Upcoming FDA-AACR Workshop Will Discuss Dosage Optimization for Cancer Therapies
Traditionally, dosages for oncology drugs have been selected based on the maximum tolerated dose (MTD)—that is, the highest dose without dose-limiting toxicities based on a relatively short observation period. However, most regulators, researchers, health care providers, patients, advocates, and others believe it’s time to move past MTD. In 2021, the U.S. Food and Drug Administration (FDA) launched a new initiative to rework the dosage optimization paradigm. An optimized dosage for an oncology drug is defined as one that maximizes efficacy while minimizing toxicity.
Why is it important to reframe how we select dosages for oncology drugs? How can we modify clinical trial design and analyses to find dosages that are effective and tolerable? What are the challenges to implementing these changes?
To address these questions, the American Association for Cancer Research (AACR) and the FDA will host a joint workshop, the FDA-AACR Public Workshop: Optimizing Dosages for Oncology Drug Products, February 15-16, 2024 in Washington, D.C., and virtually.
Registration is free and open to the public.
We spoke with two of the workshop’s cochairs—AACR President-Elect Patricia M. LoRusso, DO, PhD (hc), FAACR, from Yale Cancer Center, and Stacy Shord, PharmD, from the FDA—who shared their thoughts on the current state of dosage optimization and how the workshop aims to move the field forward.
Why is dosage optimization important? What are the limitations to current methods of dosage optimization for oncology drugs?
LoRusso: It is important to identify the optimal dosage for a drug because we want to ensure that we are giving patients enough drug to maximize therapeutic benefit, while making sure to not give so much drug that it leads to unacceptable toxicities or toxicities that would warrant significant interruptions in the treatment regimen.
In the past, we have focused on finding the MTD, but moving forward, we need to reconsider this approach. Dosage optimization should no longer be focused on finding the highest dose that we can give the patient. While, in some cases, the MTD might still be the optimal dose, it won’t be in other cases; the ideal dose may instead be the one where we start seeing maximum biologic effect on the tumor, and giving a higher dose of the drug may not have any further impact on the biologic effect, nor an improvement in efficacy.
Shord: Recent advances in drug discovery have greatly improved patient survival and turned what used to be acutely fatal diseases into chronic ones for many. This means that patients may be taking these drugs for extended periods of time, resulting in long-term low-grade toxicities that need to be considered for dosage evaluation. But dose-finding studies have typically been designed to identify a dosage by evaluating toxicity within a very short period, usually within a month of starting treatment in a limited number of patients.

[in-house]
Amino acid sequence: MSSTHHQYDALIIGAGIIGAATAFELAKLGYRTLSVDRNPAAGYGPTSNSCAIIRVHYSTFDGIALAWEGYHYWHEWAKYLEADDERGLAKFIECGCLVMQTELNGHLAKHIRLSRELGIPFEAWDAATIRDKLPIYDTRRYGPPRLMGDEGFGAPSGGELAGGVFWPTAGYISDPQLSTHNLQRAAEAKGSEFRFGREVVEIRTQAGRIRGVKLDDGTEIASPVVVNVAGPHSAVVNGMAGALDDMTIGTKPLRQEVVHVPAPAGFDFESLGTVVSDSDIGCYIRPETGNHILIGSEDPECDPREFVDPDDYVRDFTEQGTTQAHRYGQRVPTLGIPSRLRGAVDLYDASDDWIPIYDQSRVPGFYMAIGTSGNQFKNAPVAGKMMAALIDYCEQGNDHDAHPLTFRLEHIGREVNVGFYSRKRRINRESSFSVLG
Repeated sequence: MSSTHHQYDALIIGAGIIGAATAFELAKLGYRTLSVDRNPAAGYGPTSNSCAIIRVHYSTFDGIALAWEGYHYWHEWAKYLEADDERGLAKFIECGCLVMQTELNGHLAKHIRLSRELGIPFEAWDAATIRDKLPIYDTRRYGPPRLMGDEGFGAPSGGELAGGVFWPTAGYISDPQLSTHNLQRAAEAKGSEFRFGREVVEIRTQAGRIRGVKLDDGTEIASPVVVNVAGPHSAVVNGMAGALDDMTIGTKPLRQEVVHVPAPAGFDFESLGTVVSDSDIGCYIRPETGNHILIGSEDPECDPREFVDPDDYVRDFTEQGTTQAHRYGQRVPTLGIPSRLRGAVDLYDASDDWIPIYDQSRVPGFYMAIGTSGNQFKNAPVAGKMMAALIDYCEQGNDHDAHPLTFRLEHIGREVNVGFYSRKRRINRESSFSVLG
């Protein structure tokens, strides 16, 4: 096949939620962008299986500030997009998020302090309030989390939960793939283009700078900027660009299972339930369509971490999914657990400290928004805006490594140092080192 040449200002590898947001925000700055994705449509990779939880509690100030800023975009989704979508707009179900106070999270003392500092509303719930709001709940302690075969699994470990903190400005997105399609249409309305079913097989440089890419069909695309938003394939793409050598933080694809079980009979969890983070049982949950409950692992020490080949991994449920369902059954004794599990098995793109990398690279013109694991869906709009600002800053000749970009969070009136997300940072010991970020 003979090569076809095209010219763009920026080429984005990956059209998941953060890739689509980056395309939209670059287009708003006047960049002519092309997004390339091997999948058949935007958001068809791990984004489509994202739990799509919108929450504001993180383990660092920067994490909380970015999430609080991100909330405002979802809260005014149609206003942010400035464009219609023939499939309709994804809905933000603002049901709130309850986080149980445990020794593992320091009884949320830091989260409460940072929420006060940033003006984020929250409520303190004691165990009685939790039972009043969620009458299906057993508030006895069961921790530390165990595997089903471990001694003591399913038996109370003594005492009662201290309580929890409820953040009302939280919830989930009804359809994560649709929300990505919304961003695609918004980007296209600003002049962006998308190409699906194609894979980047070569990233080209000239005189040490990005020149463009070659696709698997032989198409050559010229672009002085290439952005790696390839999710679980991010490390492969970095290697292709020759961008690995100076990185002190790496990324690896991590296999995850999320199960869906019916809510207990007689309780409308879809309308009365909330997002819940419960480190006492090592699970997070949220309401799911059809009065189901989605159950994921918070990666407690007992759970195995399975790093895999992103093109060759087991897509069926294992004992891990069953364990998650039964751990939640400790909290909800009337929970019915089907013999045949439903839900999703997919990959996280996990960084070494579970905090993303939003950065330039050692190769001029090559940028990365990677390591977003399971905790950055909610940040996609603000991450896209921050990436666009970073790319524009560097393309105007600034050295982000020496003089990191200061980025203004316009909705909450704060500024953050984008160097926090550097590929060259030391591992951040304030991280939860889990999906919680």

Many low-grade toxicities have a substantial impact on patients’ daily lives and reduce their ability to continue taking a drug they are benefitting from. To help patients in the long term, it is important to rethink how we find dosages that best balance the efficacy of a drug with its tolerability.
To accomplish this, we need to rethink how we are designing and conducting trials and analyzing and interpreting data—this might mean looking at multiple endpoints, increasing the number of patients receiving the drug in early-phase trials, evaluating multiple active dosages, and evaluating patients over a longer period of time.
What is the main objective of the workshop?
Shord: The primary purpose of this workshop is to engage in scientific discussion about dosage optimization and to communicate the FDA’s goals. We certainly don’t want to impede or prolong drug development. We want to make improvements while ensuring that beneficial drugs get to the patients who need them, especially those with unmet medical needs.
To this end, the workshop will examine quantitative methods that can help with dosage optimization, such as the wealth of tools for modeling pharmacokinetics, pharmacodynamics, or dose response. We will discuss how using these resources or approaches upfront could inform dosing at all stages of drug development and testing, including nonclinical, early clinical, and late clinical testing. The workshop will also feature discussions about how we could modify statistical analyses and clinical trial designs to find optimized dosages.
Ultimately, the goal of the workshop is to have a collaborative, meaningful conversation about how to move this paradigm forward in a realistic way that will have a positive impact on patients.